Not just potatoes: a plant discovered that people can grow on Mars
Despite the fact that scientists can already confidently say that mankind is able to grow potatoes in the Martian soil, new tests have found another useful product, which can grow on the red planet for future settlers from Earth. It is an ordinary Earth rice, albeit slightly genetically modified.
The results of their experiment told a group of interdisciplinary researchers from the University of Arkansas in the United States. The biggest problem facing Earth agrarians on Mars will be perchlorate salts. That is, of course, if you don't count low temperatures, radiation, and other little things.
The scientists were inspired in part by Andy Weir's best-selling novel The Martian, in which stranded Mars astronaut Mark Watney was forced to survive on the inhospitable planet by growing potatoes. OBOZREVATEL talked in detail about how Watney did it and what NASA scientists got out of it here.
But no matter how anyone likes potatoes and a variety of ways to cook them, the Martian settlers will need other products. So scientists decided to conduct an experiment with rice. It turned out that growing rice in simulated Martian soil is not that difficult.
"Rice can grow and survive in the Martian regolith with problems that can be overcome by controlling stress genes," the scientists report.
One of the biggest problems to overcome is the presence of perchlorate salts, which have been found in the soil of the red planet. They are considered toxic to plants.
Previously, scientists from NASA and the Jet Propulsion Laboratory created a mock Martian soil from the basalt-rich soil extracted from the Mojave Desert and called it the Mojave Mars Simulant (MMS).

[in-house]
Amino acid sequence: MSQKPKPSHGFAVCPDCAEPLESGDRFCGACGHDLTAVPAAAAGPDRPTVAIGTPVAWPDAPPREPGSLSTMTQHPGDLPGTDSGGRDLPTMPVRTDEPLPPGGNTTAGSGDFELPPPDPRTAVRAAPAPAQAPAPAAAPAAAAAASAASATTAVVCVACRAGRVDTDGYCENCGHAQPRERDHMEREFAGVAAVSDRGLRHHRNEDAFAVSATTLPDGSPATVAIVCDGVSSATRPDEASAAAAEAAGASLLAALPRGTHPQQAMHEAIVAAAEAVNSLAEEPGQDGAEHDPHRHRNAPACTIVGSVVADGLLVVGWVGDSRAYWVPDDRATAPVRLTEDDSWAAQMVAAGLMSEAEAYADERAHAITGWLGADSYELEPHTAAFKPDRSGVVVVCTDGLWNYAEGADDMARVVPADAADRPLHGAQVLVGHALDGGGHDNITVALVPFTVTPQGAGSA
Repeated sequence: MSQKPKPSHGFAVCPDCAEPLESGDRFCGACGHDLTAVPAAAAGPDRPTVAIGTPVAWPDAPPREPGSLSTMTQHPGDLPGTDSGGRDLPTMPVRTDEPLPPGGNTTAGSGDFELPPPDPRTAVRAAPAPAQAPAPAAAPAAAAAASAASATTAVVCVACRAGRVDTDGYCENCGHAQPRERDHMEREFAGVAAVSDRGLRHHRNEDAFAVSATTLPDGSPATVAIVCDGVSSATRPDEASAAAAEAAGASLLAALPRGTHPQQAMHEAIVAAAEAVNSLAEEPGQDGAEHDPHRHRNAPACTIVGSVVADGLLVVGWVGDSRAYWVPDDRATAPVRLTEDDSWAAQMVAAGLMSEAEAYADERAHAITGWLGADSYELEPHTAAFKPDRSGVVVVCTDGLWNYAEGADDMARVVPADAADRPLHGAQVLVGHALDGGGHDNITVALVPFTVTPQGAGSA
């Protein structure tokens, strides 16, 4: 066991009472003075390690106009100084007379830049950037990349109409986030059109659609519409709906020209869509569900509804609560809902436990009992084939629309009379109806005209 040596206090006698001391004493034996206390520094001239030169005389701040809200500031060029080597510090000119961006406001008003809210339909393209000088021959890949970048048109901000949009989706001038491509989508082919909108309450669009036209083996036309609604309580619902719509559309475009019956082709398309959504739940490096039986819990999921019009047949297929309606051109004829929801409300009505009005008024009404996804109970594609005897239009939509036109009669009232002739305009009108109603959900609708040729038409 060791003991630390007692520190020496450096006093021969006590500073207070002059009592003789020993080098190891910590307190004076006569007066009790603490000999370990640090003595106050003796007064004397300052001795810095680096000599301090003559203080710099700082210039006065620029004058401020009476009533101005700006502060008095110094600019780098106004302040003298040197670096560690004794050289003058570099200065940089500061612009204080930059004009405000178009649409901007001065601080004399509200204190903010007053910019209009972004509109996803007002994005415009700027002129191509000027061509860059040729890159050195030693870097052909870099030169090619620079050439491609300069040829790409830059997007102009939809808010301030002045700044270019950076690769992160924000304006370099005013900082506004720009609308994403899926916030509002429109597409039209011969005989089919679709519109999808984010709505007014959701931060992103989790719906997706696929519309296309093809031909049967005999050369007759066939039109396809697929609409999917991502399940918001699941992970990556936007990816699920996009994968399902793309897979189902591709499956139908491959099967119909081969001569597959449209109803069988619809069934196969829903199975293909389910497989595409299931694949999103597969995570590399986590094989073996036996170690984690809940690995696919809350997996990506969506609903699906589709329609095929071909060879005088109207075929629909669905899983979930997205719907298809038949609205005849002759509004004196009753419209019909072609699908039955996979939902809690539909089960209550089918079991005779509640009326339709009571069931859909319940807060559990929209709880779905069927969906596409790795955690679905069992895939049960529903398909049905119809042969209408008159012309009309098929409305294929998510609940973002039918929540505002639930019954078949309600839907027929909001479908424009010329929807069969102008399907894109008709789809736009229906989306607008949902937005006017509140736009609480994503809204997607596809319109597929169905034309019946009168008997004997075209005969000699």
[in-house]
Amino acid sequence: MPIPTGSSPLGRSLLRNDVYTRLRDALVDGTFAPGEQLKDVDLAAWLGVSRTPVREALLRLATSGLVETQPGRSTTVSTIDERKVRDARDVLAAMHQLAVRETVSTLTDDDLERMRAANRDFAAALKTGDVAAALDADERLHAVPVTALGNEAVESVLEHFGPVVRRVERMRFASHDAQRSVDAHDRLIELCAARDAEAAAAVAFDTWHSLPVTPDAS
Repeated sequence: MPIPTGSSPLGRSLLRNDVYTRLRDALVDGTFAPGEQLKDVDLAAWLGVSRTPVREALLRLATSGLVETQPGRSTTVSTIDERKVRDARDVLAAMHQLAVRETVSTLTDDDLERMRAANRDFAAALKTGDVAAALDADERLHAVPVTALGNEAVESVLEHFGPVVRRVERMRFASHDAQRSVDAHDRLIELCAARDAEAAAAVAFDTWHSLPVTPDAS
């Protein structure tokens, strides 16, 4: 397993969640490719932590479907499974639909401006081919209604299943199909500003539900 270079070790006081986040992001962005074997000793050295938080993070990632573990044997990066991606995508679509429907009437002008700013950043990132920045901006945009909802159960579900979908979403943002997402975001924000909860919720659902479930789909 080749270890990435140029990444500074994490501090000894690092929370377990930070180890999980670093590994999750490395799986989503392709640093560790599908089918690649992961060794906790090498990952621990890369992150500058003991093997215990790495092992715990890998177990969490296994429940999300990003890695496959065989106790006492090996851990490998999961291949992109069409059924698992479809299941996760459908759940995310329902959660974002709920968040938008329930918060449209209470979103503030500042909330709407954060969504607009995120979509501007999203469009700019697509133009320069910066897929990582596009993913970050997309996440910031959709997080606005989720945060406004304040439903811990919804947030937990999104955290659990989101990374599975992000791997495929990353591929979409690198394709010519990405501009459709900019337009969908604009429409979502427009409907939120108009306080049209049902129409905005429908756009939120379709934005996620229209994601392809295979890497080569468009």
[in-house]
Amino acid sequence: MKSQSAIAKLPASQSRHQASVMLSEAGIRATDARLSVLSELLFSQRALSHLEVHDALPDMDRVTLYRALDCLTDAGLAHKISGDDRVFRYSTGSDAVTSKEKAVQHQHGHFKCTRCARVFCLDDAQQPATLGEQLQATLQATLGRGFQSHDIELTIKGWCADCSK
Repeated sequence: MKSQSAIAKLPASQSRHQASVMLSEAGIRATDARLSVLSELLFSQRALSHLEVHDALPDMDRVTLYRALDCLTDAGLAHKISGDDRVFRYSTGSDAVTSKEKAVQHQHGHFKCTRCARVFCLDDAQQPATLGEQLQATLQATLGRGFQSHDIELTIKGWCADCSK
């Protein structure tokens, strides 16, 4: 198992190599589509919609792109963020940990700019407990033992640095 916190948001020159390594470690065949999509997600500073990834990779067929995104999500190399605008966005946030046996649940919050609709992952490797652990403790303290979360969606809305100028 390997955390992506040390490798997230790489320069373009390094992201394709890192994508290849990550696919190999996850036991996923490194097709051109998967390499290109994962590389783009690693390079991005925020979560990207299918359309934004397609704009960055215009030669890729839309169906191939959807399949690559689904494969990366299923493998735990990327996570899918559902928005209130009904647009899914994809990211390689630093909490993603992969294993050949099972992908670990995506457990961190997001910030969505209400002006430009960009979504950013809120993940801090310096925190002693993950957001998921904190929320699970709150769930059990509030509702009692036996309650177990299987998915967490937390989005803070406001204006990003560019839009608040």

It was in this soil that the researchers planted three varieties of rice: one wild and two others genetically edited to respond to stresses such as drought, sugar famine, or soil salinity.
These varieties were grown in parallel in a conventional soil mix as well as in a hybrid mix.
The experiment showed that although the plants could grow in MMS, they were not as well developed as those grown in soil and hybrid mixture.
They were able to find that replacing only one-quarter of the Martian simulant with regular soil resulted in improved plant development.
The researchers were also able to determine that 3 grams of perchlorate per kilogram of soil is the threshold beyond which nothing grows. Modified rice varieties can still take root if the soil contains 1 gram of perchlorate per kilogram.
Scientists are confident that it will be possible to grow genetically modified rice in Martian soil conditions.
In the future, the researchers plan to continue their experiments and go to the next level, using a Martian soil simulator called Mars Global Simulant, as well as other strains of rice that have an increased tolerance to higher salt concentrations.
They also plan to grow the plants in an enclosed chamber that simulates the temperature and atmosphere of Mars.
Previously OBOZREVATEL also told if people will be able to grow plants on the Moon.